Speech Grammars in F#

People say that Vim keys are a grammar for talking to your editor and that's exactly what they are. One weekend some time back I had fun making VimSpeak to see how well mapping English words to Vim keys would work. It turned out quite nice and some pieces of how it was built (in particular the grammar description format) might be useful to others, so here's how it works. And here's a demo of VimSpeak in action:


If you want to peruse the code you can actually learn quite a bit about the grammar of Vim itself. You'll notice that it's a very declarative set of definitions. The API given by System.Speech.Recognition is very imperative and somewhat ugly, so I made this little helper:

 open System
open System.Speech.Recognition

type GrammarAST<'a> = 
 ____| Word ______of string * 'a option
 ____| Optional __of GrammarAST<'a> 
 ____| Repeatable of GrammarAST<'a> 
 ____| Sequence __of GrammarAST<'a> list
 ____| Choice ____of GrammarAST<'a> list
 ____| Dictation

let rec speechGrammar = function
 ____| Word (say, Some value) -> 
 ________let g = new GrammarBuilder(say) 
 ________g.Append(new SemanticResultValue(value.ToString())) 
 ____| Word (say, None) -> new GrammarBuilder(say) 
 ____| Optional g -> new GrammarBuilder(speechGrammar g, 0, 1) 
 ____| Repeatable g -> new GrammarBuilder(speechGrammar g, 1, Int32.MaxValue) 
 ____| Sequence gs -> 
 ________let builder = new GrammarBuilder() 
 ________List.iter (fun g -> builder.Append(speechGrammar g)) gs
 ____| Choice cs -> new GrammarBuilder(new Choices(List.map speechGrammar cs |> Array.ofList)) 
 ____| Dictation -> 
 ________let dict = new GrammarBuilder() 
 ________let spelling = new GrammarBuilder() 
 ________new GrammarBuilder(new Choices(dict, spelling)) 

This lets you construct nice looking, declarative grammars from the discriminated union and then run them through the speechGrammar function to get GrammarBuilders used by System.Speech.Recognition.

You can have simple words and optionally associate them with some meaningful value. Restricted grammars are much more accurate to recognize than free dictation and spelling, but you can do that too. You can have optional bits of grammar, sequences of things that must be said in a particular order, choices from a set of options, etc.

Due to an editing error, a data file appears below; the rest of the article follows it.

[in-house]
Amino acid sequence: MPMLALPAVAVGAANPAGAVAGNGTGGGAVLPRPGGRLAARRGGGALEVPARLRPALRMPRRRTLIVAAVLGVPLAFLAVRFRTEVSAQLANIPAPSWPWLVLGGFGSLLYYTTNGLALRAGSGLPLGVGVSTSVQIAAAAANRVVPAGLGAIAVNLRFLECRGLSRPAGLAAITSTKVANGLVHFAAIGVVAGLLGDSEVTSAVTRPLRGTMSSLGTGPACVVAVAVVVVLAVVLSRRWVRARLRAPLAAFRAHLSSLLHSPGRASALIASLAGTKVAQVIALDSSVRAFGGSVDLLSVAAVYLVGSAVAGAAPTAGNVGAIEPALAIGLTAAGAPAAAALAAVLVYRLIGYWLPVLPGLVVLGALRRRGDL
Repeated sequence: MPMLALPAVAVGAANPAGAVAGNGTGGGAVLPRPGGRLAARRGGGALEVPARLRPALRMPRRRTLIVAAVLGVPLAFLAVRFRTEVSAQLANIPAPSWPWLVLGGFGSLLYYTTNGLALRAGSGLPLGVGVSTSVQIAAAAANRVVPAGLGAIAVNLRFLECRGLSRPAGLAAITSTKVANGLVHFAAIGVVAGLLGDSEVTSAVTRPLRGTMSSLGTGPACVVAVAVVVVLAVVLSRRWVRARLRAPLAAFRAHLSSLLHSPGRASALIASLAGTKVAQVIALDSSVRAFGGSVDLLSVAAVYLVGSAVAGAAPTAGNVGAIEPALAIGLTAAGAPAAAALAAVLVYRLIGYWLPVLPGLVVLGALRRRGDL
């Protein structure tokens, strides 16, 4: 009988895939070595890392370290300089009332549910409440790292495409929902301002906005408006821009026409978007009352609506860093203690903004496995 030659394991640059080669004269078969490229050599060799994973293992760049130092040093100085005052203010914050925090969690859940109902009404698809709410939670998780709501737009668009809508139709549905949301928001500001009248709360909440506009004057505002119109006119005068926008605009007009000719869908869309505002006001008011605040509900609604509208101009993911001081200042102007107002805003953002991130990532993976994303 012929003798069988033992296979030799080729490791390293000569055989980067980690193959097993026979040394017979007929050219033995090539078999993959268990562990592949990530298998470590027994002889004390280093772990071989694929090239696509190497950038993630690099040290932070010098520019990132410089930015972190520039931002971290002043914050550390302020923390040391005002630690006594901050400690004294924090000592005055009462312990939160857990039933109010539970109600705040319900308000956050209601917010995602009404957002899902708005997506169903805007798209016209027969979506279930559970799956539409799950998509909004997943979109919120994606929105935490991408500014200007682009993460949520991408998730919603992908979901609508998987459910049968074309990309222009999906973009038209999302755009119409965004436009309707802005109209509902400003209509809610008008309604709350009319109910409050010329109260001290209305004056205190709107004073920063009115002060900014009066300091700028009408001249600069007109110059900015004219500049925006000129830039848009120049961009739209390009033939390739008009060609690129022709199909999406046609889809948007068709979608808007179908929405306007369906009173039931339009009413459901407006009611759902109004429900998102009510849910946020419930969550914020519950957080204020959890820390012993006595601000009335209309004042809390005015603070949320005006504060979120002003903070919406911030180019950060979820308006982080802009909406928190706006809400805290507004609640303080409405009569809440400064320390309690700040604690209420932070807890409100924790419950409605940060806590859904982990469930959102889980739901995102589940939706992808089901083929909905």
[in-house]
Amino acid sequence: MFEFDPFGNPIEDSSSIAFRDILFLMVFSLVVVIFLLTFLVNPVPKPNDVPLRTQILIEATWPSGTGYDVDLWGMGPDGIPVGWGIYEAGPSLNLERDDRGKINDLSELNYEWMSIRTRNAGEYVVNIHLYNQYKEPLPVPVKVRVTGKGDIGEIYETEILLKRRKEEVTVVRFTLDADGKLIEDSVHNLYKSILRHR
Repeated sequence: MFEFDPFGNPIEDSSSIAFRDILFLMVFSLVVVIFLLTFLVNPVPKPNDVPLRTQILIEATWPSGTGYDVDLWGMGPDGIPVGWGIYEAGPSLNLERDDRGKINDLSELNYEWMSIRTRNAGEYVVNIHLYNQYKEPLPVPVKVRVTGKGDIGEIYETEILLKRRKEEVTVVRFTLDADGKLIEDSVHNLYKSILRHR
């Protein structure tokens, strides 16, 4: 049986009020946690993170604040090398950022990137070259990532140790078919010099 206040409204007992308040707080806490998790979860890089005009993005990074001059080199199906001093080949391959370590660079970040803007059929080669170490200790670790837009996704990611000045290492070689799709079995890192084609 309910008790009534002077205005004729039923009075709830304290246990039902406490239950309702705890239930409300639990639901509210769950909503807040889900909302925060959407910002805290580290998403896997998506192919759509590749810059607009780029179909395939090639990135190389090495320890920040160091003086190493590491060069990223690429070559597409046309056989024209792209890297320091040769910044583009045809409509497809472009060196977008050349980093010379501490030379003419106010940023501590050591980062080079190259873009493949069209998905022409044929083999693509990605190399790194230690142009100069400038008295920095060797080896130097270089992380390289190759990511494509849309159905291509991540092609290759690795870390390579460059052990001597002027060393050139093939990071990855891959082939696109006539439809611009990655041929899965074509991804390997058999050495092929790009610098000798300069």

A demo should make it clear enough. Lets start by letting someone introduce themselves. We could have a grammar listing choices of possible names, but here we'll just let them dictate their name. However the phrase preceding this is restricted to the grammar:

 let name = Dictation

let intro = 
 ____Sequence [ 
 ________Choice [ 
 ____________Word ("My name is", None) 
 ____________Word ("I'm", None)] 

This lets you say, "My name is Ashley" or "I'm Fred", etc. Let's let them say various greetings and goodbye phrases as well:

 let greeting = 
 ____Sequence [ 
 ________Choice [ 
 ____________Word ("Hello", Some "greeting") 
 ____________Word ("Howdy", Some "greeting") 
 ____________Word ("Hi", ___Some "greeting")] 
 ________Optional name] 

let goodbye = 
 ____Sequence [ 
 ________Choice [ 
 ____________Word ("Goodbye", Some "goodbye") 
 ____________Word ("See ya", _Some "goodbye") 
 ____________Word ("Ciao", ___Some "goodbye")] 
 ________Optional name] 

Now we can say "Hello Joe", "Howdy", "See ya Mr. Bean", "Ciao", ... Notice now we're attaching a semantic value indicating whether it's a "greeting" or a "goodbye". This makes it easy (without parsing) to pull this information out of recognized phrases later.

We can create and initialize the speech reco engine:

 let reco = new SpeechRecognitionEngine() 
try reco.SetInputToDefaultAudioDevice() 
with _ -> failwith "No default audio device! Plug in a microphone, man." 

reco.LoadGrammar(new Grammar(speechGrammar greeting)) 
reco.LoadGrammar(new Grammar(speechGrammar intro)) 
reco.LoadGrammar(new Grammar(speechGrammar goodbye)) 

And for the heck of it, let's throw in some speech synthesis while we're at it:

 open System.Speech.Synthesis

let synth = new SpeechSynthesizer() 

let speak (text : string) = 
 ____synth.Speak text |> ignore

Funny enough, it is possible for the machine to talk to itself! This is why the speak function temporarily stops recognition.

Finally, we can do use use all this for a simple demo:

 reco.SpeechRecognized.Add(fun a -> 
 ____let res = a.Result
 ____if res <> null then
 ________printfn "%s (%f)" res.Text res.Confidence
 ________let sem = res.Semantics.Value
 ________if sem <> null then
 ____________match sem.ToString() with
 ____________| "greeting" -> speak "Hello there!" 
 ____________| "goodbye" _-> speak "See you later!") 


Here we just echo back what we think we heard and also speak back depending on the semantic value of what was said.

Take this and have some fun with it!